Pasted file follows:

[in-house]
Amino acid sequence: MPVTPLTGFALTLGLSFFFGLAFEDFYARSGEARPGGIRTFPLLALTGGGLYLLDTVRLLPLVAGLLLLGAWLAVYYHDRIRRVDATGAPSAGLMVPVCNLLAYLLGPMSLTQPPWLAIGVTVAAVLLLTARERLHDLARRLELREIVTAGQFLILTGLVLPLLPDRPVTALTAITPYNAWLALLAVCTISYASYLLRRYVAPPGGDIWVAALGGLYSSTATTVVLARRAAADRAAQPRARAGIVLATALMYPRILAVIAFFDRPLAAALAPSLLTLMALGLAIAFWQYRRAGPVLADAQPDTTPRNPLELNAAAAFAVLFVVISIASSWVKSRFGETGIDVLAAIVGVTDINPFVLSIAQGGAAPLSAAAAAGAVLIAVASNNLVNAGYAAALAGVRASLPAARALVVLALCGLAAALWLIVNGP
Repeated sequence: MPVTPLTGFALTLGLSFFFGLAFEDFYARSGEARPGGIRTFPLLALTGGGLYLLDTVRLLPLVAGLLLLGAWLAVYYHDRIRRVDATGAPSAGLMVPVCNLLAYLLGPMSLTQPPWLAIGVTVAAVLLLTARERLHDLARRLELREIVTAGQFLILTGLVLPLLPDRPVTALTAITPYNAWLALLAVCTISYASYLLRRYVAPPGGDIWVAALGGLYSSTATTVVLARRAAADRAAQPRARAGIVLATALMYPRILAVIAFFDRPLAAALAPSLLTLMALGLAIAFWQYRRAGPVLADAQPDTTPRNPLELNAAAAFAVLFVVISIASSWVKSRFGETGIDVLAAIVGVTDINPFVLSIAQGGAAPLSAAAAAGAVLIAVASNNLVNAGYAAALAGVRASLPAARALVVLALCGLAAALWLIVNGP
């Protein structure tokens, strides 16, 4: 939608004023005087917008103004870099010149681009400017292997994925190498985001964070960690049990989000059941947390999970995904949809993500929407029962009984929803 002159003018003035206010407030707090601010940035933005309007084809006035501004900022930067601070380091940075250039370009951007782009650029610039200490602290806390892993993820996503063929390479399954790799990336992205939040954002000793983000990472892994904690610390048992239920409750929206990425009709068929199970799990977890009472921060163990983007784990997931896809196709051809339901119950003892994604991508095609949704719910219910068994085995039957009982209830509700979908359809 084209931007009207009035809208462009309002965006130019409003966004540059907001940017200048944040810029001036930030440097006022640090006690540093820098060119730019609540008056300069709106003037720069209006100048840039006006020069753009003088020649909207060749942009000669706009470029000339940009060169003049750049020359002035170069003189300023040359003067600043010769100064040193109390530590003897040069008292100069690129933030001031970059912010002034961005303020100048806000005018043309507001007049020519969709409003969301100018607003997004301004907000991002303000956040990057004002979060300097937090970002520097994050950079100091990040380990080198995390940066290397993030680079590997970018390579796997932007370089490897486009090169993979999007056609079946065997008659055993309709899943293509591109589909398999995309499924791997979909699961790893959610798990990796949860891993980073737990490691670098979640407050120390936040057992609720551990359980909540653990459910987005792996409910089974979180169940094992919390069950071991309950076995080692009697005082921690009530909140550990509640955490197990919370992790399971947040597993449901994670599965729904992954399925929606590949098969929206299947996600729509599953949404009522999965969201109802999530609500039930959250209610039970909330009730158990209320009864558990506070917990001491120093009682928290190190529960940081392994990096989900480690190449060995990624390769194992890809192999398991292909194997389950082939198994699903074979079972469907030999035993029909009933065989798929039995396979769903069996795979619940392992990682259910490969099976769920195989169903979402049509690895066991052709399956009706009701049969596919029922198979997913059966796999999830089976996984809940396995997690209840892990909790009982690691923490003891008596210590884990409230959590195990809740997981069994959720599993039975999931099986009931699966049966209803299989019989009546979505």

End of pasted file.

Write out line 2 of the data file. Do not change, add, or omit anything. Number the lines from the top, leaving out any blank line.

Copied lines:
Amino acid sequence: MPVTPLTGFALTLGLSFFFGLAFEDFYARSGEARPGGIRTFPLLALTGGGLYLLDTVRLLPLVAGLLLLGAWLAVYYHDRIRRVDATGAPSAGLMVPVCNLLAYLLGPMSLTQPPWLAIGVTVAAVLLLTARERLHDLARRLELREIVTAGQFLILTGLVLPLLPDRPVTALTAITPYNAWLALLAVCTISYASYLLRRYVAPPGGDIWVAALGGLYSSTATTVVLARRAAADRAAQPRARAGIVLATALMYPRILAVIAFFDRPLAAALAPSLLTLMALGLAIAFWQYRRAGPVLADAQPDTTPRNPLELNAAAAFAVLFVVISIASSWVKSRFGETGIDVLAAIVGVTDINPFVLSIAQGGAAPLSAAAAAGAVLIAVASNNLVNAGYAAALAGVRASLPAARALVVLALCGLAAALWLIVNGP